April 18, 2015

Unfit in all dimensions

Comment on ‘Models, math and macro’


Schumpeter remarked some time ago: “We are not yet out of the wood; in fact, we are not yet in it.” (1994, p. 7)

Schumpeter understood well what science is and saw clearly that, in his time, economics was still at the proto-scientific stage or — at best — that it had made it to the threshold of science.

“The primitive apparatus of the theory of supply and demand is scientific. But the scientific achievement is so modest, and common sense and scientific knowledge are logically such close neighbors in this case, that any assertion about the precise point at which the one turned into the other must of necessity remain arbitrary.” (1994, p. 9)

Are we much more advanced nowadays with DSGE models? Can economists explain better how the actual economy works? Not really.

“The last thirty years seem to this observer to have been downhill almost all the way. So much of the literature ... I see as silly beyond all expectation and unscholarly beyond all endurance.” (Leijonhufvud, 1998, p. 234), see also (Quiggin, 2010)

True, many economists are prepared to admit that what passes as economics is probably false and certainly insufficient but ...
“Critics of DSGE are however dismissed because — in a nutshell — there’s nothing better out there.” (See intro)

This, indeed, is the traditional last line of defense.
“There is no alternative that is so obviously superior that it would justify everyone abandoning the current orthodoxy.” (Hausman, 1992, p. 255)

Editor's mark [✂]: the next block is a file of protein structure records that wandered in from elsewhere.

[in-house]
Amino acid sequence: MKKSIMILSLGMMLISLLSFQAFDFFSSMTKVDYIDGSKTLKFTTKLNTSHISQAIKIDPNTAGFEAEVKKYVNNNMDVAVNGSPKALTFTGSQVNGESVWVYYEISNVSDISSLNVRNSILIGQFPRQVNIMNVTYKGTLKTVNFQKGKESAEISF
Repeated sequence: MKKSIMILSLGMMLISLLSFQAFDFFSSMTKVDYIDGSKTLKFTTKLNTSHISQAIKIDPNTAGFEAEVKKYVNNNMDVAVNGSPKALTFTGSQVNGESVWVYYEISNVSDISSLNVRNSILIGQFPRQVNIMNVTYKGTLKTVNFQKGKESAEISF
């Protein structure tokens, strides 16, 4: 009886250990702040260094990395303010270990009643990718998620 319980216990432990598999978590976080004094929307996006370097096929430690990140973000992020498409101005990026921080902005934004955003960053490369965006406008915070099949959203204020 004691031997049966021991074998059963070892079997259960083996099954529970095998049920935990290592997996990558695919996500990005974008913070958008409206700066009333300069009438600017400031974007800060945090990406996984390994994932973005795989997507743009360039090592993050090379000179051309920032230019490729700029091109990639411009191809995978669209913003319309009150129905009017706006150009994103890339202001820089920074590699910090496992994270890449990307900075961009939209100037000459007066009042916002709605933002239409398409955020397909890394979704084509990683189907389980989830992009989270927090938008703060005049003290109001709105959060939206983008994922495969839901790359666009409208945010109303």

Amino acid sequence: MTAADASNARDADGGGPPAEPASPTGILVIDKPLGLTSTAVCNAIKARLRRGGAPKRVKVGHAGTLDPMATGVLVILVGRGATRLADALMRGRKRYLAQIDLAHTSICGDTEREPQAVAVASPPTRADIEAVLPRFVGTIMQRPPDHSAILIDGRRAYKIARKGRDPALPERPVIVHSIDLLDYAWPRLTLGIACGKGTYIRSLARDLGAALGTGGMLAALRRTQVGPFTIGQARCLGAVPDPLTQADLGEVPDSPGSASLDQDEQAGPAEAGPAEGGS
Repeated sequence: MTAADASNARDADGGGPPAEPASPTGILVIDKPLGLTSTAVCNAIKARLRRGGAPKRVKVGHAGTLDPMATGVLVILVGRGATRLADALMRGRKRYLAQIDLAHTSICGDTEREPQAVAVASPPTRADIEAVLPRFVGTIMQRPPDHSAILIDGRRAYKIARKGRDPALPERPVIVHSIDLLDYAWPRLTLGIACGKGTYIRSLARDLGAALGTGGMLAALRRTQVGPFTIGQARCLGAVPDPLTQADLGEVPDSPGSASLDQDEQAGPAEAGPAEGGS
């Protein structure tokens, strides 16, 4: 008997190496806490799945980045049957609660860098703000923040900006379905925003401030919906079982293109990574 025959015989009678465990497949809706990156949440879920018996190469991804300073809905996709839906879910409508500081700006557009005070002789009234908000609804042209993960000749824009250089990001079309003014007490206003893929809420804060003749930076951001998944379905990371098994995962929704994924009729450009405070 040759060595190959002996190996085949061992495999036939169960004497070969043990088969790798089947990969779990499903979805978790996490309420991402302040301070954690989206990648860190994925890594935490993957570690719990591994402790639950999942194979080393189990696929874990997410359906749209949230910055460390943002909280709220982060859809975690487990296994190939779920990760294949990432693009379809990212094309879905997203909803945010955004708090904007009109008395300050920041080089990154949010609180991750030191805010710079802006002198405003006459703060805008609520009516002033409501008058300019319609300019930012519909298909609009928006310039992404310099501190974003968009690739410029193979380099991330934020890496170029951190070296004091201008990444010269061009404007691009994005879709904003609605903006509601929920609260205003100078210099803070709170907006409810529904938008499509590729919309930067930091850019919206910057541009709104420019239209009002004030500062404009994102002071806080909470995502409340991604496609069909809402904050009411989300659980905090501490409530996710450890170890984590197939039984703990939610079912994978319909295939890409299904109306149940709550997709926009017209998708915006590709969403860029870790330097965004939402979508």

In plain words this says: until some superior economics comes along we are doing the accustomed inferior economics. This is not what real scientists do.

“There is another alternative: to formulate a completely new research program and conceptual approach. As we have seen, this is often spoken of, but there is still no indication of what it might mean.” (Ingrao and Israel, 1990, p. 362)

After more than 200 years it is pretty obvious that economists are unfit for science. Of course, there are different degrees of unfitness between the student who naively accepts the pivotal blunder of supply-demand-equilibrium and the heterodox economist who is clueless about what a superior alternative to current Orthodoxy looks like.

The ultimate proof of unfitness, though, is that neither orthodox nor heterodox economists can tell until this day the difference between income and profit (2014). Without a demonstrably correct profit equation, what are the chances that any macro model could be enlightening or of practical use? What do you understand about the economy if you do not understand the profit phenomenon?

Egmont Kakarot-Handtke

Hausman, D. M. (1992). The Inexact and Separate Science of Economics. Cambridge: Cambridge University Press.
Ingrao, B., and Israel, G. (1990). The Invisible Hand. Economic Equilibrium in the History of Science. Cambridge, MA, London: MIT Press.
Kakarot-Handtke, E. (2014). The Three Fatal Mistakes of Yesterday Economics: Profit, I=S, Employment. SSRN Working Paper Series, 2489792: 1–13. URL
Leijonhufvud, A. (1998). Discussion: Involuntary Unemployment One More Time. In R. E. Backhouse, D. M. Hausman, U. Mäki, and A. Salanti (Eds.),
Economics and Methodology. Crossing Boundaries., pages 225–235. Houndmills, Basingstoke, London: Palgrave.
Quiggin, J. (2010). Zombie Economics. How Dead Ideas Still Walk Among Us. Princeton, NJ, Oxford: Princeton University Press.
Schumpeter, J. A. (1994). History of Economic Analysis. New York, NY: Oxford University Press.